Solved

How do I tell what the collation is of a SQL Database from ONLY the .bak file

Posted on 2011-02-12
8
129 Views
Last Modified: 2016-05-29
I need to rebuild my SQL server from scratch.  I have a backup of the database but that is all.  Thoughts?
0
Comment
Question by:bdfirm
8 Comments
 
LVL 69

Accepted Solution

by:
Qlemo earned 334 total points
ID: 34879905
That is all you need. Just install MSSQL again, then perform a
   restore filelistonly from disk='Complete Path and File Name of .BAK';
to see which datafiles where included (e.g. log and data could have been in different locations), and then
   restore database NewDBName from disk='Path and file as above' with move 'LogicalFile1' to 'NewFileName1', 'LogicalFile2' to 'NewFileName2', ...
The "LogicalFileN" are those retrieved by the restore filelistonly.
If you are certain you have the same folder structure as with the original database available, you can omit the complete with clause.
0
 

Author Comment

by:bdfirm
ID: 34879940
When I install SQL 2005 I'm asked for a collation.  Shouldn't it match the collation of the .bak file?  I was wondering if I could find out the collation of the .bak BEFORE installing SQL.  
0
 
LVL 13

Assisted Solution

by:geek_vj
geek_vj earned 166 total points
ID: 34880001
>>When I install SQL 2005 I'm asked for a collation.  Shouldn't it match the collation of the .bak file?  I was wondering if I could find out the collation of the .bak BEFORE installing SQL.  

Unfortunately, there is no way to find out the collation of the server/database from .bak file. So the best way is to install SQL Server with the default collation first and restore the database. Post which, you can check the collation of the database that was restored. If the collation is not matching, then you can always change the server collation at a later point.
0
Free eBook: Backup on AWS

Everything you need to know about backup and disaster recovery with AWS, for FREE!

 
LVL 15

Expert Comment

by:Aaron Shilo
ID: 34881640
hi THIS IS A QUESTION TO geek_vj

How Do You " change the server collation at a later point"
0
 

Expert Comment

by:EE_AutoDeleter
ID: 41623081
I've requested that this question be deleted for the following reason:

                           
No comment has been added to this question in more than 21 days, so it is now classified as abandoned and is now flagged for deletion.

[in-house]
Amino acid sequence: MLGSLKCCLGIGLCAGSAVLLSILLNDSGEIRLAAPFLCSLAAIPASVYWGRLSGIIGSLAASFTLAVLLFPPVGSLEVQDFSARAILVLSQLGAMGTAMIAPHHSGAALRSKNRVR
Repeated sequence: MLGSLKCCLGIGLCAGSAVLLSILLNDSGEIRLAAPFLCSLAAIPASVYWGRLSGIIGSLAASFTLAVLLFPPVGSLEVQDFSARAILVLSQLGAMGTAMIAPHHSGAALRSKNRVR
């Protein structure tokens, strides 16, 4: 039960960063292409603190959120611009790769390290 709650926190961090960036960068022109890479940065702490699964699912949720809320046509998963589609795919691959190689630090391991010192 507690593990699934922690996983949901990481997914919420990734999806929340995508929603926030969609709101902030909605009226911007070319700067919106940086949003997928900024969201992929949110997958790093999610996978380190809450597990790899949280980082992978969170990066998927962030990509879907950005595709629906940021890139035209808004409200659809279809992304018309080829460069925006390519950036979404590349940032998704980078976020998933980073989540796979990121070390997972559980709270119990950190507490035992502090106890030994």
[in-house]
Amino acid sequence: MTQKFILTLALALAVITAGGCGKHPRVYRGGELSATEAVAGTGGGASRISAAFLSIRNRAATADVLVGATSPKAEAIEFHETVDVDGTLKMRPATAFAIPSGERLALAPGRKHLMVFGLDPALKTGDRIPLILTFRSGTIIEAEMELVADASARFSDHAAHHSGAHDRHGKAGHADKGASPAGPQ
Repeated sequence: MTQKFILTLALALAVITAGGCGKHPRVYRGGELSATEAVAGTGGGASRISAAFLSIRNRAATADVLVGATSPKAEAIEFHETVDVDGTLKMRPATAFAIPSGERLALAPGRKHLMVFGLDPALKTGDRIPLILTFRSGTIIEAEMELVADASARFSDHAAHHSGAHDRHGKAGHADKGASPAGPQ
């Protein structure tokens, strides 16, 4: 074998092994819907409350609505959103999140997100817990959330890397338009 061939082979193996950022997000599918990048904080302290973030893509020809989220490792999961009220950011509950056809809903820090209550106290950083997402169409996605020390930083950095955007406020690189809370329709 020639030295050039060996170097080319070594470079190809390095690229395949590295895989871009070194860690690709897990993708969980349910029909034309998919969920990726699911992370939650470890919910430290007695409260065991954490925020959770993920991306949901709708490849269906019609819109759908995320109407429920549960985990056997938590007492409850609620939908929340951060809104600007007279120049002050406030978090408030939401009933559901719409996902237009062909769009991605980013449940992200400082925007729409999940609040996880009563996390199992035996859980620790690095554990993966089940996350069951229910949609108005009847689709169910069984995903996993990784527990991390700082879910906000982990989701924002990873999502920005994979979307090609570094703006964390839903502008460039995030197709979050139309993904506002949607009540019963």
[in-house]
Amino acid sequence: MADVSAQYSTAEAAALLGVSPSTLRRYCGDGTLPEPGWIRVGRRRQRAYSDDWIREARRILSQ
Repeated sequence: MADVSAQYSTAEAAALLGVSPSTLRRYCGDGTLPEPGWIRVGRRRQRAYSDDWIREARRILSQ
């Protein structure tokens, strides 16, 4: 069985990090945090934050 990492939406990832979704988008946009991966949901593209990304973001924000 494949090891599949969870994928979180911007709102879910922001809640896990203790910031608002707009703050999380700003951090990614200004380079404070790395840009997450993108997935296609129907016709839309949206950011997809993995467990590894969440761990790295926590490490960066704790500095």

If there is a valid solution, please OBJECT and indicate the comments that are, or would otherwise lead to, a solution.


Use the specific format https:#axxxxxxxx for comment ID(s).


Also, please don't object simply because the author did not respond to your comment. While we understand this is frustrating, unfortunately we cannot force the author to return to the question. Unless you feel you have presented a valid, verifiable solution we'll simply delete the question.


Experts-Exchange Auto Deleter
0
 
LVL 69

Assisted Solution

by:Qlemo
Qlemo earned 334 total points
ID: 41623079
The answer given in http:#a34879905 is correct.
One info is missing though: The DB collation does not need to match the server collation. The latter is used for anything regarding the server itself, that is database and login names, system object names (tables and views), aso. A case-sensitive collation requires you to write the database name with exact case hence.
However, the names and data used in tables inside of user databases are subject to the DB collation.
0
 
LVL 69

Expert Comment

by:Qlemo
ID: 41623082
Objection: https:#a34879905 and the new comment https:#a41623079 should be accepted.
0

Featured Post

Efficient way to get backups off site to Azure

This user guide provides instructions on how to deploy and configure both a StoneFly Scale Out NAS Enterprise Cloud Drive virtual machine and Veeam Cloud Connect in the Microsoft Azure Cloud.

Question has a verified solution.

If you are experiencing a similar issue, please ask a related question

Suggested Solutions

Having an SQL database can be a big investment for a small company. Hardware, setup and of course, the price of software all add up to a big bill that some companies may not be able to absorb.  Luckily, there is a free version SQL Express, but does …
Slowly Changing Dimension Transformation component in data task flow is very useful for us to manage and control how data changes in SSIS.
This video shows, step by step, how to configure Oracle Heterogeneous Services via the Generic Gateway Agent in order to make a connection from an Oracle session and access a remote SQL Server database table.
Using examples as well as descriptions, and references to Books Online, show the documentation available for date manipulation functions and by using a select few of these functions, show how date based data can be manipulated with these functions.

735 members asked questions and received personalized solutions in the past 7 days.

Join the community of 500,000 technology professionals and ask your questions.

Join & Ask a Question